Three Top Linux Options for Your Netbook
Launched two years ago by Intel and now hosted by The Linux Foundation, Moblin is a Linux platform aimed at netbooks and mobile Internet devices. Version 2.0 of the OS was released in October.
(Moblin 2.0 is also used as the basis for the Ubuntu Moblin Remix Developer Edition, an Ubuntu version of Moblin that's customized for Dell's Inspiron Mini 10v netbooks and is only meant to work on these models' hardware. I did not review Ubuntu Moblin Remix.)
Moblin 2.0 is a bit of an odd bird when it comes to its UI. I also found it to be the buggiest and least optimized in performance when I tested it on the Eee PC 1005HA.
The main interface is a toolbar running along the top of the screen. This bar drops down for you to access it when you move the cursor to the top of the screen; otherwise, it stays off the screen. When it does appear, you click on the functions listed across the bar as you would with a Web browser's tabs.
The various built-in functions are separated into categories on this toolbar. These include "Myzone" (a personal start page listing your recently visited sites, your to-do list, appointments and friends' Tweets), "Media" (storage for your audio, video and image files), "Pasteboard" (a clipboard for cutting, pasting and editing text), "Applications" (which is further broken down into sub-categories like "Games," "Office," "System Settings," etc.) and "Zones." The Zones feature works as a combination of a desktop workspace and application task manager; you click this to move from one application, or desktop workspace, to another.
Installation: Installation was fast. It took less than 10 minutes for Moblin to install from a USB flash drive to the Eee PC 1005HA. The size of the installation file for Moblin is about 720MB.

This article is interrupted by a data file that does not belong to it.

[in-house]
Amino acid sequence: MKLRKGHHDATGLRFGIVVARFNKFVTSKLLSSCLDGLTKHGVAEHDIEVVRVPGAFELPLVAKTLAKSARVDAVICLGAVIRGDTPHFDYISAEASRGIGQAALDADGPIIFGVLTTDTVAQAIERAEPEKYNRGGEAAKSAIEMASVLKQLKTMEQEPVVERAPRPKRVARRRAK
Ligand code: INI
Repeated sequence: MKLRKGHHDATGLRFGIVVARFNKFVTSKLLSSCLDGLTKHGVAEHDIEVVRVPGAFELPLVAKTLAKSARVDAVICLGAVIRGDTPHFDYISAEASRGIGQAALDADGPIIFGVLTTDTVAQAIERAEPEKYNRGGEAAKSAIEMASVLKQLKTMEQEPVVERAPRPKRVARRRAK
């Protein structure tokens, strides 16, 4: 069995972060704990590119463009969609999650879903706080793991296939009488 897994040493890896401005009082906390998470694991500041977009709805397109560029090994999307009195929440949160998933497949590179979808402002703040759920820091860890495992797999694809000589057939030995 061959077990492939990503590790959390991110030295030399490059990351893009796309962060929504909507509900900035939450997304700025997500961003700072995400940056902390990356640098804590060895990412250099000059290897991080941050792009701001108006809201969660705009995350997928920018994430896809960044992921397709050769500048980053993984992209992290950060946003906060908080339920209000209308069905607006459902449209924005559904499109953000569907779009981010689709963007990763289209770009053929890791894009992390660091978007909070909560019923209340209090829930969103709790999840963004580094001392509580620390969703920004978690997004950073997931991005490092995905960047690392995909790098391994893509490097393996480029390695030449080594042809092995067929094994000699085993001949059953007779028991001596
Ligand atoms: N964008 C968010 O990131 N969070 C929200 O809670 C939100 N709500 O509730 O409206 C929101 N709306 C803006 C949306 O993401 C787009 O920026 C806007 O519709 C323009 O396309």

What's to like: Wireless networking worked without a hitch, and I was surfing the Web almost immediately. (Your results may vary. This could simply mean that the build of Moblin I tested happened to support the 1005HA's wireless networking chipset.)
As if the sluggishness of the browser wasn't bad enough, the calendar app crashed twice, and the window for it wouldn't close. So I had two frozen calendar windows cluttering my workspace.
On the 1005HA's 10.1-inch screen, text appears too small and barely readable in some areas of the Moblin UI. For example, in the folders displaying the user's personal files, filename text was tiny and slightly distorted.
With Moblin, I found switching between actively running applications cumbersome and awkward. You click the "Zones" tab, and then choose the next running application you want to access. Or you point the cursor towards the bottom of the screen, whereupon a bar will appear, which, when you click it, scrolls the application up like a window shade, revealing the next active program behind it or the desktop background.
Neither way feels effective for jumping from one program to another -- you can easily lose track of things if you're running more than two programs at once. In fact, you cannot tell in a single glance how many applications you have running.
MP3s wouldn't play, and Moblin, unlike Ubuntu Netbook Remix, didn't automatically search for -- and offer to download and install -- the appropriate software to play them. Instead, it simply popped up a notice suggesting that I go to the software repositories (a kind of search engine for software that most Linux distributions use) and search for the correct code to download (which in this case is a set of decoding software called Gstreamer).
Worth replacing your current OS? The absence of an office application, like a word processor or spreadsheet, is curious and may stick out as an oversight for many users. (There are apparently no such office applications that you can download through Moblin's software repositories.)
Hopefully, future revisions of Moblin will be optimized, and its Web browser will become speedier or be replaced with a better one.